CymaBay tees up new phase 3 study for resurrected liver drug as truncated trial shows promise

CymaBay tees up new phase 3 study for resurrected liver drug as truncated trial shows promise

CymaBay Therapeutics is getting its liver disease drug back on track. The treatment beat placebo at lowering a liver enzyme in patients with primary biliary cholangitis (PBC), a rare, progressive disease that can lead to inflammation and scarring in the liver. The data come one year after the company halted all clinical development of the drug, seladelpar, and four months after it resurrected the program.

After three months of treatment, 78% patients taking the higher dose of seladelpar, 10 mg, hit the study’s primary endpoint, compared to just 13% of patients on placebo. That endpoint was a composite measure of a liver enzyme called alkaline phosphatase, or ALP, and bilirubin, both of which can indicate liver disease.

“ALP is a key biomarker of cholestasis,” said CymaBay CEO Sujal Shah, referring to the blockage or reduction of bile flow that can lead to inflammation and destruction of bile ducts in the liver. “When allowed to progress, that inflammation leads to fibrosis and even liver cirrhosis … It has become a surrogate for potentially improving the long-term outcomes for patients with PBC.”

The treatment also beat placebo on a secondary endpoint, with 27% of patients on the high dose hitting normal ALP levels compared to no patients on placebo. It also did better at reducing pruritus, or itching, than placebo did.

The data, presented Monday at the virtual meeting of the American Association for the Study of Liver Diseases, come from what would have been the pivotal trial for seladelpar in PBC. The ENHANCE study sought to test two dose levels of seladelpar against placebo over the course of a year, and it recruited patients whose ALP levels stayed high despite taking the standard of care—ursodeoxycholic acid, or UDCA—for at least one year.

But the study, along with all other trials involving seladelpar, was cut short after some patient biopsies showed signs of liver damage in a separate phase 2 study.

“The endpoint itself is the same measure, but the time point at which it was evaluated was changed from what was intended to be at 12 months down to three months. We had about 55 patients in each treatment group, including placebo, that made it through three months,” Shah said. “Importantly, we modified the timepoint before the study was unblinded to maintain the scientific rigor around assessing it.”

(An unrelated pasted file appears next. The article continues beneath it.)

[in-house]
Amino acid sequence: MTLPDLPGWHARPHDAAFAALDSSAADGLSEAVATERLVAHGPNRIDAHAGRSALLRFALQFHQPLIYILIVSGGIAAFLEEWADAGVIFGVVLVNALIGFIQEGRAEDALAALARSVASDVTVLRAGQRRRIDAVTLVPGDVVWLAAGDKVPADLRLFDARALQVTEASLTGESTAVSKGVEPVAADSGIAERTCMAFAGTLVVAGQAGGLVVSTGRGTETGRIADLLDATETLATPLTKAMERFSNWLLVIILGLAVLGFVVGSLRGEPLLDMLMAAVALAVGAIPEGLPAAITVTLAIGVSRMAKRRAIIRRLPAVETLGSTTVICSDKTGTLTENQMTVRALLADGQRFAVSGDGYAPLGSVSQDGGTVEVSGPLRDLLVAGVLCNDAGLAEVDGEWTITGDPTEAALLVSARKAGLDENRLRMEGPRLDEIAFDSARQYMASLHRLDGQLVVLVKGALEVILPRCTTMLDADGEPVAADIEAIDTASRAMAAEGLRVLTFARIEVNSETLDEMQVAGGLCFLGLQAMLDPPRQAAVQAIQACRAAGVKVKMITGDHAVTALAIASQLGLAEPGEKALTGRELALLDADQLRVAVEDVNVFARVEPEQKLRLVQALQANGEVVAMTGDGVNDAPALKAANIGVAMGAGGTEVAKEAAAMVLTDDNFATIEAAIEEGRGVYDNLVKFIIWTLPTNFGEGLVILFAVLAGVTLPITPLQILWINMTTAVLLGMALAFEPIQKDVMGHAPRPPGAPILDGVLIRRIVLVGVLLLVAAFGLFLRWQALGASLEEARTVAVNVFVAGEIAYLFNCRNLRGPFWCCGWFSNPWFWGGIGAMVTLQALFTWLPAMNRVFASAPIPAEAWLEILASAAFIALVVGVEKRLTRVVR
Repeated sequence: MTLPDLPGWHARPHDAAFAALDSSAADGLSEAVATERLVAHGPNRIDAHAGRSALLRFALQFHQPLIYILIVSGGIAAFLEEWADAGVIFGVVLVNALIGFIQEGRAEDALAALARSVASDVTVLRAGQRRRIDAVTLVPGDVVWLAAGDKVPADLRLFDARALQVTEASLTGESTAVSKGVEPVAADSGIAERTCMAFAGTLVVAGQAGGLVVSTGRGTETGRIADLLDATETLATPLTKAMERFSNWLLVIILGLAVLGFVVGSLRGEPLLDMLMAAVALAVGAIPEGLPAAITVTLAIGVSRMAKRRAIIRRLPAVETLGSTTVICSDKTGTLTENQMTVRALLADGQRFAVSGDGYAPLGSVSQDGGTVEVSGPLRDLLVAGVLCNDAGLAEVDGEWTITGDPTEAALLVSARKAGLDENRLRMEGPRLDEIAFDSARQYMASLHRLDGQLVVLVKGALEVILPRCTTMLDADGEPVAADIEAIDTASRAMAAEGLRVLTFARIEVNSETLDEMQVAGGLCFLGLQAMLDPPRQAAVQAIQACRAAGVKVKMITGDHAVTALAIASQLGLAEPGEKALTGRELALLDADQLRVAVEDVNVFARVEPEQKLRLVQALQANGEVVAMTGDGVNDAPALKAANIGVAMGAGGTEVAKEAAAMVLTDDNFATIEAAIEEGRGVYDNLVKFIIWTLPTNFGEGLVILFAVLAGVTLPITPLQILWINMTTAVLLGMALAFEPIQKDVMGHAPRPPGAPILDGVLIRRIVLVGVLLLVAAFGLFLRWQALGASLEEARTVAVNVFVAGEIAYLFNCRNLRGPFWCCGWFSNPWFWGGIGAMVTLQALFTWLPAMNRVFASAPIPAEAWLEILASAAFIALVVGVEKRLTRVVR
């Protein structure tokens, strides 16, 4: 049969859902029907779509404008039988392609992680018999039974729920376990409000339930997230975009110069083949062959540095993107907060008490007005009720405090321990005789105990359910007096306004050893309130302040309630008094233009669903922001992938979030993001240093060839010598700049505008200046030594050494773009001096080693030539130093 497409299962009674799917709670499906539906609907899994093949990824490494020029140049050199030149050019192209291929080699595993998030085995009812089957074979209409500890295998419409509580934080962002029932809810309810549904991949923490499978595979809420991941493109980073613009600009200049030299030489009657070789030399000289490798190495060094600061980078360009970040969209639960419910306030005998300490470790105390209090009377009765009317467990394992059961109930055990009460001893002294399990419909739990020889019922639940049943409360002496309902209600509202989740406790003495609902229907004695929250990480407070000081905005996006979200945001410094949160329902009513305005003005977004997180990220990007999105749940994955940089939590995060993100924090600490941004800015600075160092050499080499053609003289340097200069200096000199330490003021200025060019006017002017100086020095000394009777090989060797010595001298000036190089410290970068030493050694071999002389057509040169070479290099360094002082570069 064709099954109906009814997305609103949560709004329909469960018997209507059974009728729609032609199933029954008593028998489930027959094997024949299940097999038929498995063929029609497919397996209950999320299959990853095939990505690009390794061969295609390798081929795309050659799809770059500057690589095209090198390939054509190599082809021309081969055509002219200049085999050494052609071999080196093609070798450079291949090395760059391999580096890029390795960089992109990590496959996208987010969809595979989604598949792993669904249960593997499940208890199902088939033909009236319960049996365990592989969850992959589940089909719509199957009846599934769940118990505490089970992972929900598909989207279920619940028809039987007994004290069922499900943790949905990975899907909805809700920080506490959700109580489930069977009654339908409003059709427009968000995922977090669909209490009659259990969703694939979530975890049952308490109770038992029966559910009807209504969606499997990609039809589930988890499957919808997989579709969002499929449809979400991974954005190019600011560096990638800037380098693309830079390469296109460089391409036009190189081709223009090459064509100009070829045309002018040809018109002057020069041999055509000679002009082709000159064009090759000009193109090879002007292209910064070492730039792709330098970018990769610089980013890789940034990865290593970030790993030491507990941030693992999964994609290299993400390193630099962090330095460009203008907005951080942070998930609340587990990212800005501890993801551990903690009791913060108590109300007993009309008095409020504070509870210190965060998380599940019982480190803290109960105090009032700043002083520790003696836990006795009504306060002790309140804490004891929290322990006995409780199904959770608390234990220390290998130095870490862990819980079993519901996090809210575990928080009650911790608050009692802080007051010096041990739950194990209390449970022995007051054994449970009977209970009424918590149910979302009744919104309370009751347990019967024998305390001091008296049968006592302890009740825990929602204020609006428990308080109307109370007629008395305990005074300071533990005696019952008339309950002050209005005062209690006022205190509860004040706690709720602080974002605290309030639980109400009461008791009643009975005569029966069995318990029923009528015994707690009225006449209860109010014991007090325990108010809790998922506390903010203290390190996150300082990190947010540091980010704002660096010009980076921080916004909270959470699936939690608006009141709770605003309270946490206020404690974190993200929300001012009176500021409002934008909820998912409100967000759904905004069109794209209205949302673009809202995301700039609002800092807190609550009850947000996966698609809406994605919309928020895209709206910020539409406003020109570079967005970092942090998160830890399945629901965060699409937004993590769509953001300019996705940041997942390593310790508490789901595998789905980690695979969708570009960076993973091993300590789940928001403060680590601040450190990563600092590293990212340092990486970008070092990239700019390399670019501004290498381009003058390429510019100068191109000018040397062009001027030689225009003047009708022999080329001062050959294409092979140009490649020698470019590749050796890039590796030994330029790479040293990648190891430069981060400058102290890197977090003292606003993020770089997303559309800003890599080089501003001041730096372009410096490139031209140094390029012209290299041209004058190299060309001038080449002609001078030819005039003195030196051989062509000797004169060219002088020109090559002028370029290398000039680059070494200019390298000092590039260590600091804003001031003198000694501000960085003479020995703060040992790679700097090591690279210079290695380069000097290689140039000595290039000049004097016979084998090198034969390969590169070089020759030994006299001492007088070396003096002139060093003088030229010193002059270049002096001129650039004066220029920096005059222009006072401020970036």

Now, CymaBay is gearing up for a new phase 3 study that is slated to kick off in the first quarter of 2021.

“We are studying effectively the same patient population, the same optimal dose and the same endpoints that we had in ENHANCE,” Shah said. The company plans to see this study through to the 52-week mark and—if the results echo those seen here at three months—file the drug for FDA approval.

CymaBay had been developing seladelpar, a PPAR-delta agonist, for primary sclerosing cholangitis and nonalcoholic steatohepatitis (NASH), as well as for PBC. It halted all studies of the drug in November 2019 after biopsies of some patients in a phase 2b NASH trial showed inflamed and destroyed liver cells, a condition known as interface hepatitis.

While those findings, seen under the microscope, showed liver damage, other measures of inflammation and injury—such as liver enzymes—did not. CymaBay put seladelpar on hold because, as Shah puts it, “it was the only decision we could make at the time. It’s not our job to put patients’ safety at risk.”

“It was a very tough decision to make because it caused us to halt all development, and frankly, put the company in significant peril, if you will,” he said.

Eight months later, an independent panel of top hepatologists and liver pathologists agreed that the “atypical” biopsies didn’t match up with other markers that would indicate liver damage and “unanimously supported re-initiating” development of seladelpar, CymaBay said at the time.

“We shared the details of that investigation and review meeting with the FDA and within three weeks, (the agency) agreed with all conclusions of the investigator and lifted the clinical holds. They agreed the concern that was raised was, in fact, a false alarm,” Shah said.

Now, CymaBay’s priority is getting seladelpar through phase 3 and then, the hope is, to patients as quickly as possible. The FDA approved a new PBC treatment in 2016—Intercept Pharmaceuticals’ Ocaliva, for use alongside UDCA—but CymaBay thinks seladelpar will have the edge. For starters, it works differently. While Ocaliva (obeticholic acid) is an FXR agonist, seladelpar activates PPAR-delta. Cross-trial comparisons are always tricky, but Shah reckons seladelpar can deliver better results without causing itching or making it worse—a side effect seen in Ocaliva trials.

As for seladelpar’s future in NASH, some data from the phase 2 study point to positive effects on inflammation, scarring and NASH resolution, or improvements in liver inflammation or liver cell ballooning. But CymaBay will not be tackling that disease alone.

“It’s a very heterogeneous disease for which we are seeing quite a few compounds fall somewhat short of the mark in terms of overall benefit,” Shah said. “It really points you to starting to think about combinations. We continue to explore that through dialogue and discussions with others in the field, but we won’t advance short of having some collaborative effort that proposes a more meaningful clinical development strategy by putting to complementary mechanisms together—and bringing combined resources.”

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